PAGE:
Temples of  Thailand - a photographic journey

Bangkok Area      Provinces: Central    North    North-East   West   South  East

 

Temples in Southern Thailand

Phuket Province

Wat Chalong

Wat Phra Thong 

Wat Phra Nang Sang 

Chumphon Province

Wat Chumphon Rangsan

Wat Phra Khwang

Wat Chao Fa Sala Loi

Wat Thep Charoen

Wat Tha Yang Klang

Wat Tha Yang Nuea

Big Buddha Chumphon

Wat Phra That Tham Khwan Mueang (Siwi)

Wat Phra That Siwi (Siwi)

Ranong Province

Wat Wari Banphot

Wat Suwankhiri Viharn

Wat Had Som Paen

Surat Thani Province

Wat Tham Yai (Tha Chana)

Wat Phra Boromathat Chaiya (Chaiya)

Wat Long (Chaiya)

Wat Kaeo (Chaiya)

Wat Wiang (Chaiya)

Phra That Sri Surat

Wat Phatthanaram

Wat Tha Thong Mai

Wat Saeng Pradit (Kanchanadit)

Wat Tham Kuha (Kanchanadit)

Wat Khao Suwan Pradit (Don Sak)

Big Buddha (Don Sak)

Wat Nam Rop (Pumpin)

Wat Viengsa (Viengsa)

Wat Sam Pan (Phra Saeng)

Nakhon Si Thammarat Province

Wat Phra Mahathat Woramahavihan

Hor Phra Buddha Sihing

Hor Phra Isuan

Hor Phra Narai

Wat Sema Mueang

Lak Mueang Nakhon Si Thammarat

Chedi Yak

Wat Wang Dawandok

Wat Thapho Worawiharn

Wat Yai Chai Mongkhon

Wat Pradu

Wat Thao Khot

Wat Suan Luang

Wat Nantharam (Pak Panang)

Wat Suthep Tharam (Pak Panang)

Wat Kradangna (Khanom)

Wat Intakiri (Promkiri)

Wat Khao Khun Phanom (Promkiri)

 

Southern Thailand image

For the longest time of visiting Thailand we had not seen much of the southern provinces. We only went to Phuket Island in 1999, which I would hardly call Thailand at all. For many tourists it will be the only encounter with Thailand and will stay limited to beaches and bars. For some, like myself though, it could be the start of a long lasting love for this country. I have seen my first temples in Phuket and those are the ones I covered here as a starting point. 

For the rest of the southern provinces we waited for almost ten years before we went back, waiting for the political situation to become more stable. Well, we gave up on that hope. 

As The Nation newspaper wrote on November 9th, 2005 "There are more than 100 Buddhist temples in the deep South but only a few monks, as many quit the monkhood due to fears for their safety. Militants now target their attacks on Buddhist monks and temples to deepen the religious divide in the region. An elderly monk and two temple boys were brutally killed in a recent attack on a temple last month"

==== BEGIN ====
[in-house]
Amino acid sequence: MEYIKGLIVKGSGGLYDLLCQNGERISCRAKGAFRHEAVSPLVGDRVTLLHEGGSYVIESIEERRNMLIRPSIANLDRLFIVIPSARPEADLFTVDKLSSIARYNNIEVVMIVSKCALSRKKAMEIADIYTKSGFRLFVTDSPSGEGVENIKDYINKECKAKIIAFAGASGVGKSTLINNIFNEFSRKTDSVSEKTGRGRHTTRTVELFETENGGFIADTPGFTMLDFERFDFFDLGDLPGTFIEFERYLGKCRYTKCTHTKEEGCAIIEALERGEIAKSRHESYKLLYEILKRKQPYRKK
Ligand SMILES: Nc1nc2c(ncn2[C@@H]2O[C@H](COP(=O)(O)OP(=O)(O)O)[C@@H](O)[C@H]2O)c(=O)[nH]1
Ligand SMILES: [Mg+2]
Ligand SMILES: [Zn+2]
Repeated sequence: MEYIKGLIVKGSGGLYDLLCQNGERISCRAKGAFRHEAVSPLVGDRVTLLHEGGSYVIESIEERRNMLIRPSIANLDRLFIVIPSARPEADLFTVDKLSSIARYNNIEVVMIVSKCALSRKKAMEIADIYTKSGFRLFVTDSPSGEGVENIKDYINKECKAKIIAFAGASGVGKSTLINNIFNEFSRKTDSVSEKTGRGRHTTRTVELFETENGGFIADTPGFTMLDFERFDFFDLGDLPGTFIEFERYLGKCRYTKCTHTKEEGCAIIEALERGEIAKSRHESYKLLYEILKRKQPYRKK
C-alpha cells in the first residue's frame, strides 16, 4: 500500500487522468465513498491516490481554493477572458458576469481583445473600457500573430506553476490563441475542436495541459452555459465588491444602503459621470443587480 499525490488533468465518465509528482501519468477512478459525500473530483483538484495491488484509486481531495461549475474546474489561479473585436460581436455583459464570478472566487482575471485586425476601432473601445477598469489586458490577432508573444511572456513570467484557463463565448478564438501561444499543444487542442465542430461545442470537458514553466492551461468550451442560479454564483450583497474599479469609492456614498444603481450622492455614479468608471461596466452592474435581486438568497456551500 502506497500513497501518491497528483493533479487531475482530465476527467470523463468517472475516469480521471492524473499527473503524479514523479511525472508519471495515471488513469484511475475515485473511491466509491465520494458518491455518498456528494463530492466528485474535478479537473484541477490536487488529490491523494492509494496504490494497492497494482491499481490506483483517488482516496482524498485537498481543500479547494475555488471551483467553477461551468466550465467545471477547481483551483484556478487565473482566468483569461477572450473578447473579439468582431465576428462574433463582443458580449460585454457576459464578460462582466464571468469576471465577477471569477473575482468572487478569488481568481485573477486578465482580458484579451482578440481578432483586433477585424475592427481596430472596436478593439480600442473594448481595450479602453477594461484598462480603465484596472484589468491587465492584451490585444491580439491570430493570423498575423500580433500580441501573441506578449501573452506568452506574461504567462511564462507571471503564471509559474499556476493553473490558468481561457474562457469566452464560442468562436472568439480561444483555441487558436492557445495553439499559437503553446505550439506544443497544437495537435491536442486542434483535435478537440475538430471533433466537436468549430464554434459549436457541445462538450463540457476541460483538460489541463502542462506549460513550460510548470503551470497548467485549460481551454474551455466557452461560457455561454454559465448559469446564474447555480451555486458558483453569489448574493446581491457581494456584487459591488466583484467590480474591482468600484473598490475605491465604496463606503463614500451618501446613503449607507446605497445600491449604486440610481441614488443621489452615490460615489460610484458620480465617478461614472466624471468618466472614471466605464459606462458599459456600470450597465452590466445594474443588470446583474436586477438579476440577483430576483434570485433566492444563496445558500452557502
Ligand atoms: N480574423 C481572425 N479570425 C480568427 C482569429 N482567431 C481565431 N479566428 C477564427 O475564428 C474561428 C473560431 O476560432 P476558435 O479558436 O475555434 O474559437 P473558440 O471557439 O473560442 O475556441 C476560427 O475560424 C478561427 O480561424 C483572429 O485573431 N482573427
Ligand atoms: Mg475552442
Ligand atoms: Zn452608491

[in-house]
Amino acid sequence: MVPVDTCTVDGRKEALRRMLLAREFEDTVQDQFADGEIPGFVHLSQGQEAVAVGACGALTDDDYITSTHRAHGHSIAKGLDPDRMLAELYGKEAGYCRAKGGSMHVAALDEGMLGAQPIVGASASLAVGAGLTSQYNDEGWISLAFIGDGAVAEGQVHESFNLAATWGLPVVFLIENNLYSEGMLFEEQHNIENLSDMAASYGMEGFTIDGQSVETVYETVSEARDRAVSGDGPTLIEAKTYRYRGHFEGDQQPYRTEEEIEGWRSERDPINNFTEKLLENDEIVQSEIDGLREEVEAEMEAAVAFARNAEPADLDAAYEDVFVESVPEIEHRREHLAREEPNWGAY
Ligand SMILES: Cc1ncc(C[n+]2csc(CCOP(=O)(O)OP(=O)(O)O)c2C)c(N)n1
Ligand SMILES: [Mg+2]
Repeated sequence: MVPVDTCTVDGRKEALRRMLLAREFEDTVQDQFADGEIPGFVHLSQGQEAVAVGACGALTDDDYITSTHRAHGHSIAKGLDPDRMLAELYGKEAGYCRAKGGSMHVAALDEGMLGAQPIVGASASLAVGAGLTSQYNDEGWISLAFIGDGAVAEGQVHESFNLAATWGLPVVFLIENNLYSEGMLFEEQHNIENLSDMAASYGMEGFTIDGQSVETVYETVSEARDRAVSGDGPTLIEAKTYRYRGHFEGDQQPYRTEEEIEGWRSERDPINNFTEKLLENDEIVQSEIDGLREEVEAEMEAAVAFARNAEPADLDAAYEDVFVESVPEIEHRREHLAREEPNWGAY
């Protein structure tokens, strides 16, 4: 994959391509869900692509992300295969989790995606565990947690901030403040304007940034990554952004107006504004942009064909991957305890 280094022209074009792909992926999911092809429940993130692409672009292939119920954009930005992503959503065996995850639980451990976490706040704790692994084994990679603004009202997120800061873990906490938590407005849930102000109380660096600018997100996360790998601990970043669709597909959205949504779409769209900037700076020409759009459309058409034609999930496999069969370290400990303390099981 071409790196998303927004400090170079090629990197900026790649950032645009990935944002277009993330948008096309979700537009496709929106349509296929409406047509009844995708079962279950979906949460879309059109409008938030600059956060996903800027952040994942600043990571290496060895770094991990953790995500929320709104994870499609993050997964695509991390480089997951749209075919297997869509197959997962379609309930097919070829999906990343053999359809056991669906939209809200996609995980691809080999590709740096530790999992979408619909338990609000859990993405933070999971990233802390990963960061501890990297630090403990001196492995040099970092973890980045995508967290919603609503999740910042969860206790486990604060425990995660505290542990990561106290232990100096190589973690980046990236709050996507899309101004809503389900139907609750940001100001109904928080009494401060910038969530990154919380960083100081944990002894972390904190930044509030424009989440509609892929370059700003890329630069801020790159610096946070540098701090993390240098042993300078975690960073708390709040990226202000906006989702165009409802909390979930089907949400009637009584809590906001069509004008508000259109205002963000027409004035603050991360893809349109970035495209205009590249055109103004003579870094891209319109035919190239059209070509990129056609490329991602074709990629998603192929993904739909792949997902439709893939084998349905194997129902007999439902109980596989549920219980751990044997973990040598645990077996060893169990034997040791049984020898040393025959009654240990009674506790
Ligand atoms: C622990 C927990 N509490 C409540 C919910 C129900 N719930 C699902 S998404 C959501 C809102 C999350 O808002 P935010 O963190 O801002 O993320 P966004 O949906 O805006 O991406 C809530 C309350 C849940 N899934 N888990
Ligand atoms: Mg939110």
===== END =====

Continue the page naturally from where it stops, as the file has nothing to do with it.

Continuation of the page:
We finally decided in March 2009 to do a trip to Chumphon, Ranong, Surat Thani and most importantly Nakhon Si Thammarat. Our real motivation was to visit Wat Phra Mahathat and Phra Buddha Sihing in Nakhon Si Thammarat. Those are the most important places we knew about, but had to learn that the South has many important monks, hidden caves and some beautiful temples. 

After returning home we almost regretted having traveled to the South, as we read in The Nation newspaper "Surat Thani Bomb disposal police managed to defuse two Homemade Bombs planted in this stronghold province of the Democrat Party Tuesday night".  While these bombs were most likely not the work of the separatist movement of the South, but rather the work of the opposition of the Democrats, the situation of the South overall had resulted in more than 3,500 deaths in the three southern border provinces of Narathiwat, Pattani and Yala since it started in 2004 (Bangkok Post, 27.04.2009).

As Buddhists we do not believe in any form of violence for any reason. For those who want to dig deeper into the discussion we can recommend a good book issued by the Konrad Adenauer Stiftung, titled "Understanding Conflict and approaching Piece in Southern Thailand" which was edited by Dr. Imtiyaz Yusuf and Dr. Lars Peter Schmidt. At least it helped us to get a different perspective on the issue. 

Upon completing this trip it only left us with the southernmost provinces of Pattani, Narathiwat, Songkhla, Satun and Yala, which we will not visit. Krabi, Phangna, Phattalung and Trang do not justify a seperate trip (for visiting temples only) but might be combined with a future visit to Phuket.

 

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